MathOverflow is a question and answer site for professional mathematicians. Join them; it only takes a minute:

Sign up
Here's how it works:
  1. Anybody can ask a question
  2. Anybody can answer
  3. The best answers are voted up and rise to the top

Is it true that if $\mbox{Ext}^{1}(P,M)=0$ for every finitely generated module $M$ then $P$ is projective? Or that if $\mbox{Ext}^{1}(M,Q)=0$ for every finitely generated module $M$ then $Q$ is injective?

share|cite|improve this question
4  
For injectives this is just Baer's criterion. The interesting notion where the test modules M are required to be finitely presented yields Q that are called FP-injective or absolutely pure. They are the pure submodules of injective modules, and over Prüfer domains they are the divisible modules. Ext definitely does not commute will-nilly with direct limits since Q is a direct limit of Zs, but Ext(Q,Z)=R is not equal to the limit of Ext(Z,Z)=0. – Jack Schmidt May 27 '10 at 4:11
up vote 8 down vote accepted

For the first question you already have had an answer in projective module if $\mathrm{Ext}^1_{\mathbb Z}(P,M)=0$, then it depends on the axioms of set-theory whether the conclusion is true or not. The answer to the second question is yes, it is one of the basic characterisation of injective modules that $\mathrm{Ext}^1(A/I,Q)=0$ for all ideals $I$ iff $Q$ is injective. As for the question in your title, the answer should be no for the second variable (irrespective of the axioms of set theory, but I am too lazy to try to come up with an example). For the first variable things are a little bit more interesting: If $M$ is the direct limit of ${M_\alpha}$, then we have a spectral sequence with $E_2$-term $lim^i\mathrm{Ext}^j(M_{\alpha},Q)$ ("lim" means inverse limit, there is some strange problem with using "varprojlim" which sometimes works and sometimes doesn't) and converging to $\mathrm{Ext}^{i+j}(M,Q)$. Somewhat strangely this spectral sequence does not seem to formally give the above characterisation of injective modules as there is a potential $lim^1\mathrm{Hom}(M_{\alpha},Q)$ contribution.

share|cite|improve this answer

A short comment, which I can't post as a comment as I've just opened a new account (I apologize). The $R^1\varprojlim \mathrm{Hom}_R(M_{\alpha}, Q)$ contribution can be taken care by arranging the transition maps in the directed system $(M_{\alpha})$ to be injective.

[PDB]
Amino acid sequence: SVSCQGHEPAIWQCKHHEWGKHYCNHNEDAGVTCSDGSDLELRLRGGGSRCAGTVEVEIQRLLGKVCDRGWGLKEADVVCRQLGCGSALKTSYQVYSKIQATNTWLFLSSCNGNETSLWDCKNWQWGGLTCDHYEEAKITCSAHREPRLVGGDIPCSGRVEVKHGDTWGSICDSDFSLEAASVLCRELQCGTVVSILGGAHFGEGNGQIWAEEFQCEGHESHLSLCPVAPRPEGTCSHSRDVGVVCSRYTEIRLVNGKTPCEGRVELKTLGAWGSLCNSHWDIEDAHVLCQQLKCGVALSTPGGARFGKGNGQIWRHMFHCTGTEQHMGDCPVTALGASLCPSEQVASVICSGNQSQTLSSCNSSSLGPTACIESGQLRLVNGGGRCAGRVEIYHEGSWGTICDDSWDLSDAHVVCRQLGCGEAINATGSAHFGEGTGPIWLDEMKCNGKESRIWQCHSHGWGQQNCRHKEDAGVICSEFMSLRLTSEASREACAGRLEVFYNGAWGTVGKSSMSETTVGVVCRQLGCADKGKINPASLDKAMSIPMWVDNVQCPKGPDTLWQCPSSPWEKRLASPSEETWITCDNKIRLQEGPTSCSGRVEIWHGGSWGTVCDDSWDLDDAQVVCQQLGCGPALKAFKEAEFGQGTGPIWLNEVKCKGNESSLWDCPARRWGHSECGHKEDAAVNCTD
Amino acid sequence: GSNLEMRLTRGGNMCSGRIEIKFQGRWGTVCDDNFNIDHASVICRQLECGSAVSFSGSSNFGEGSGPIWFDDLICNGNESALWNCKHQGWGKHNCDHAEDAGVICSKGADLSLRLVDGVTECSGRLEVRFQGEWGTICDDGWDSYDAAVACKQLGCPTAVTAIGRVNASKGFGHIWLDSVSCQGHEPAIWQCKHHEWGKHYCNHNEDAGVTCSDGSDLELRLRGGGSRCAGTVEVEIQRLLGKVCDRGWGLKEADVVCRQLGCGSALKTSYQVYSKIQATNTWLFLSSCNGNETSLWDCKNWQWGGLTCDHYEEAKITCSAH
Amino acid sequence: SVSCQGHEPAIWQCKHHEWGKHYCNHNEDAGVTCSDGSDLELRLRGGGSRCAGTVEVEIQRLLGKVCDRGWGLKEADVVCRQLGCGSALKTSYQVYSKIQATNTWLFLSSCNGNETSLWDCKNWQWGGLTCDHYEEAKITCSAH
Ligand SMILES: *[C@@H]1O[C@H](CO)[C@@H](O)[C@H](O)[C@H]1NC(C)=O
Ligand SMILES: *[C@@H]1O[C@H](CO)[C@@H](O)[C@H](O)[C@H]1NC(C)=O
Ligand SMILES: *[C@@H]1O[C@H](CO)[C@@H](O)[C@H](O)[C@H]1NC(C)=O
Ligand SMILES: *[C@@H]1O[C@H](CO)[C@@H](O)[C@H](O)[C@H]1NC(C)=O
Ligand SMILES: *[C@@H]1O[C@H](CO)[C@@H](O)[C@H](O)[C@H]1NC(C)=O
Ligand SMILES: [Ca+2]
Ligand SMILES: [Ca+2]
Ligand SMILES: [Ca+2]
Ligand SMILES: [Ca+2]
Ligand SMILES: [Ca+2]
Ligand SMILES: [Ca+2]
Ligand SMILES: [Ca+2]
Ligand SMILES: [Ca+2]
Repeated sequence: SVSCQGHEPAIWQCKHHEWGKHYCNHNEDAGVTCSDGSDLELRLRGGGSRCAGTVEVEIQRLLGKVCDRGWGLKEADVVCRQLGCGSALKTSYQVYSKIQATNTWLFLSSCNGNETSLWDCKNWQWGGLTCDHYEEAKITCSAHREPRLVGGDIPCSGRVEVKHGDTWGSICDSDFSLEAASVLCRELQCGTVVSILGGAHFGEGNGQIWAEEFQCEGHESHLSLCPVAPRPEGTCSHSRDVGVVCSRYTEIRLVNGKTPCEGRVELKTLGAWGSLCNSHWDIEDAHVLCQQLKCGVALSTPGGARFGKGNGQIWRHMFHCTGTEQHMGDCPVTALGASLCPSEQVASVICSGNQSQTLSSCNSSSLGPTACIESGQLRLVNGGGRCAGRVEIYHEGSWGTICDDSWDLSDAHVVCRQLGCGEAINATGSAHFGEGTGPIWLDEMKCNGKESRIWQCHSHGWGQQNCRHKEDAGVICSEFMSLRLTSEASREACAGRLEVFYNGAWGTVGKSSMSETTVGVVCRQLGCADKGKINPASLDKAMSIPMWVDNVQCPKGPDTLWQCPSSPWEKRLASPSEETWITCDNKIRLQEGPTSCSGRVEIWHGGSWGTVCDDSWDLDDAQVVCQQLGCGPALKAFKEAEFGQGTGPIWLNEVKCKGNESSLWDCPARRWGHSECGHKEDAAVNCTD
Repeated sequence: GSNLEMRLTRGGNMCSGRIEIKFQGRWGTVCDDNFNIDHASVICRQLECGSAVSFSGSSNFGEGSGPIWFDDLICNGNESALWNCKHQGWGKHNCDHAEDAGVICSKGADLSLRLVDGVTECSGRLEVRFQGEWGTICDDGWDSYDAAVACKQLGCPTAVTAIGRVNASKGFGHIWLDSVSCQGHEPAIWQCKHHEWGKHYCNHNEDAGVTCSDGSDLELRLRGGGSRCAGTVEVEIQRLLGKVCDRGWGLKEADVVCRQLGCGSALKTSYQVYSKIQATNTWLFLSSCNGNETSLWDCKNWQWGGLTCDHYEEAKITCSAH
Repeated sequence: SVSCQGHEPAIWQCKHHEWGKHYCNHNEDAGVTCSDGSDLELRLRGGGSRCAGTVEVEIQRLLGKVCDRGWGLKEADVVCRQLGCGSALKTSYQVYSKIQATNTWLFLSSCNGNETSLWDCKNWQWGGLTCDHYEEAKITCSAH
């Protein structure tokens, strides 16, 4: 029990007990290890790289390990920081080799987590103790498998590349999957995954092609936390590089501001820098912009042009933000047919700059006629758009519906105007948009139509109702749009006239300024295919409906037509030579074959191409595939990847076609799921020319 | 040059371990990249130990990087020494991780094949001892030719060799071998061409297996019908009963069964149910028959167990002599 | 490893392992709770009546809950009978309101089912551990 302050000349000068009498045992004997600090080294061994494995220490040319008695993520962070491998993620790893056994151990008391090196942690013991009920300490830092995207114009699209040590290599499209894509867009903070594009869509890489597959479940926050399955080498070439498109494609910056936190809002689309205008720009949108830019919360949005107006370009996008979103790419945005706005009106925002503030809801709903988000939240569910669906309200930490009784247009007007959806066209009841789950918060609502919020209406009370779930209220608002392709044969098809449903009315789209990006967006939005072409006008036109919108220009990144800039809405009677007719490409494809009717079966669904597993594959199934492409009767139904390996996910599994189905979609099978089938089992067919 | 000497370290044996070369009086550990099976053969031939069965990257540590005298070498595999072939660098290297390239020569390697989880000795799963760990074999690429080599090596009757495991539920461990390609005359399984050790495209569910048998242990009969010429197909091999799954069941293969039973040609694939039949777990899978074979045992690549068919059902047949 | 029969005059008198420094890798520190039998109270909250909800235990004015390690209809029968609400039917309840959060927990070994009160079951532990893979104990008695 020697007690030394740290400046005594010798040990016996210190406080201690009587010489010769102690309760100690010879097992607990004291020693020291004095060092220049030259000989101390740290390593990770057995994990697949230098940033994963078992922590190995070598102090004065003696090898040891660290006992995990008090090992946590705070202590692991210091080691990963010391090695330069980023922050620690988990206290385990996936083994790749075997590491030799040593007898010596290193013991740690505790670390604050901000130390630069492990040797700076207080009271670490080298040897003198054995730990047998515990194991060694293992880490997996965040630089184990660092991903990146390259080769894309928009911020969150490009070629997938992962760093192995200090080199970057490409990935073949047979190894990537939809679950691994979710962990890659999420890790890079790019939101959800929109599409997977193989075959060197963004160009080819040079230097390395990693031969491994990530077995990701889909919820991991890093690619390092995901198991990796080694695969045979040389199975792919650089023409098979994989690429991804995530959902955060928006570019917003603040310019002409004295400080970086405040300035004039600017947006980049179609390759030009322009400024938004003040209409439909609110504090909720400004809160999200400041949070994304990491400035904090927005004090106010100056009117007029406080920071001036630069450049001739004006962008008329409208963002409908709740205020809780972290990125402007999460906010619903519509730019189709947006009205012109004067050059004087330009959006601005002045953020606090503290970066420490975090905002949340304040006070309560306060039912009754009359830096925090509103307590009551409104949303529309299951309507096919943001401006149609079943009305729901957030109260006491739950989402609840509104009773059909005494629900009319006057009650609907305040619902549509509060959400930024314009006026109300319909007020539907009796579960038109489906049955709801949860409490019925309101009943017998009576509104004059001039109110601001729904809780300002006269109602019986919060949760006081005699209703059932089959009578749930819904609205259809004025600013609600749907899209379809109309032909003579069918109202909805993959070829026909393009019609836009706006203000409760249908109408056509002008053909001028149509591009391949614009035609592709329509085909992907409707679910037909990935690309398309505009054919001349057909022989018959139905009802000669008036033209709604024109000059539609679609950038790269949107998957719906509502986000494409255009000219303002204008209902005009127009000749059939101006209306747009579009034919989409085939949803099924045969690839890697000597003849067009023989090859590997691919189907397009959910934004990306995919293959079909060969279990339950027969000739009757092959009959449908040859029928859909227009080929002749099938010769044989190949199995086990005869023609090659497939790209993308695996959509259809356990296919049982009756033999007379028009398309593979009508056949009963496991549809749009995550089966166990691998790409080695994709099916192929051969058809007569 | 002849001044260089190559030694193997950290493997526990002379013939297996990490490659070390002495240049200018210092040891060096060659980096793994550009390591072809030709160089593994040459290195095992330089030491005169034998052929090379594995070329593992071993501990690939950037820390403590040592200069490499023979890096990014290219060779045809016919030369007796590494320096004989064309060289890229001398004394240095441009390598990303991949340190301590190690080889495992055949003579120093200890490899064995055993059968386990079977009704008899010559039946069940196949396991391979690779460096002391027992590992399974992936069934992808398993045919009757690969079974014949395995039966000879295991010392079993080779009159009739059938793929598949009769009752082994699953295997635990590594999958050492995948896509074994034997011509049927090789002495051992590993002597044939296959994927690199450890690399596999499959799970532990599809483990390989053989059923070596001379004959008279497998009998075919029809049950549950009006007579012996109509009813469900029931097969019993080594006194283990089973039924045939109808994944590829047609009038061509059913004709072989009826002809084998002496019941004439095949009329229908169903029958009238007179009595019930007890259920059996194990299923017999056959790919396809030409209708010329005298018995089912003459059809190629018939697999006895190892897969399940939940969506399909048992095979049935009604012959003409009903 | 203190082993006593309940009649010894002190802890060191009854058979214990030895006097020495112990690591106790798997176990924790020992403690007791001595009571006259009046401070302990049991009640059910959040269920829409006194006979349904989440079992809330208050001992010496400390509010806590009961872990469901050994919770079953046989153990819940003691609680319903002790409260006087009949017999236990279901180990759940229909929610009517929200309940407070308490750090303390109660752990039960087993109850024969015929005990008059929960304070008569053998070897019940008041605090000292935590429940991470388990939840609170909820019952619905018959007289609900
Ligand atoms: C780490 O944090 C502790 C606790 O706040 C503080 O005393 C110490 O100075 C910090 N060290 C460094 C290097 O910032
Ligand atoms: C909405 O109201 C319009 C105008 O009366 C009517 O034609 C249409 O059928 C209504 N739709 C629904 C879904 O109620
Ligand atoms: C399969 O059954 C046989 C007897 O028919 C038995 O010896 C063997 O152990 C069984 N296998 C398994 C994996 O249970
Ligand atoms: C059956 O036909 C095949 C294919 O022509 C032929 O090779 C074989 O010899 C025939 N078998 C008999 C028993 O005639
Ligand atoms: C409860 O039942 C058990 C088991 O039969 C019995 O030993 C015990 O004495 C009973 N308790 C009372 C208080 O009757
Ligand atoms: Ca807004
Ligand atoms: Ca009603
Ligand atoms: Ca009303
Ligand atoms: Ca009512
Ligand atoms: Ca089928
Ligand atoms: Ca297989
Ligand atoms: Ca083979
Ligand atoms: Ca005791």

Suppose we show $\mathrm{Ext}^1_R(\cdot, Q)$ vanishes on all finitely generated $R$-modules ($R$ Noetherian: we'll be using that the category of finitely generated $R$-modules is abelian when $R$ is Noetherian). We can write $M$ as the directed union of its finitely generated $R$-submodules and arrange all transition maps to be injective. Applying $\mathrm{Hom}_R(\cdot, Q)$ to the injection $M_{\alpha}\to M_{\alpha'}$, $\alpha'\ge\alpha$, we have an exact-in-the-middle seq

$$\mathrm{Hom}_R(M_{\alpha'}, Q)\to \mathrm{Hom}_R(M_{\alpha}, Q) \to \mathrm{Ext}^1_R(A, Q)$$

for $A$ a finitely generated $R$-module. That is, the inverse system $(X_{\alpha})$, $X_{\alpha} := \mathrm{Hom}_R(M_{\alpha}, Q)$, satisfies the Mittag-Leffler condition (because $\mathrm{Ext}^1_R(A, Q) = 0$) and therefore it has vanishing $R^1\varprojlim (\cdot)$.

Torsten's answer shows that in the case $R$ is Noetherian, one reduces to check injectivity of an $R$-module $Q$ to computing $\mathrm{Ext}^1_R(R/\mathfrak{p}, Q)$ to be trivial for all prime ideals of $R$ (as for $M$ finitely generated, given ses's of finitely generated $R$-modules:

$$0\to M'\to M\to M''\to 0$$

and by functoriality of Ext's, we get exact-in-the-middle sequences

$$\mathrm{Ext}^1_R(M'', Q)\to \mathrm{Ext}^1_R(M, Q)\to \mathrm{Ext}^1_R(M', Q)$$

so if we show vanishing of the outer terms, we show vanishing of the middle one. This reduces consideration to the case of simple $R$-modules (again, here $R$ is Noetherian!), ie. of the form $R/\mathfrak{p}$, $\mathfrak{p}$ a prime ideal).

Eg. Let $R = \mathbf{Z}/p^2\mathbf{Z}$. Showing $R$ is an injective $R$-module is equivalent to showing $\mathrm{Ext}^1_R(R/p, R) = 0$. More in general, can show $\mathbf{Z}/n\mathbf{Z}$ is injective as a module over itself this way.

Best

share|cite|improve this answer

The answer to the first question is positive, if $P$ is itself finitely generated. Indeed, then $P$ is a direct summand of a free module, hence projective. In general, $Hom(P,-)$ does not commute with colimits. Moreover, it commutes only if $P$ is compact (this is the definition of compactness), so I don't think that in general such $P$ will be projective.

share|cite|improve this answer
1  
Are you sure you don't need the ring to be Noetherian? – ashpool May 27 '10 at 21:51
1  
Of course, I assumed that the ring is Noetherian. Otherwise it is very strange to consider the subcategory of finitely generated modules. – Sasha May 28 '10 at 3:48

Your Answer

 
discard

By posting your answer, you agree to the privacy policy and terms of service.

Not the answer you're looking for? Browse other questions tagged or ask your own question.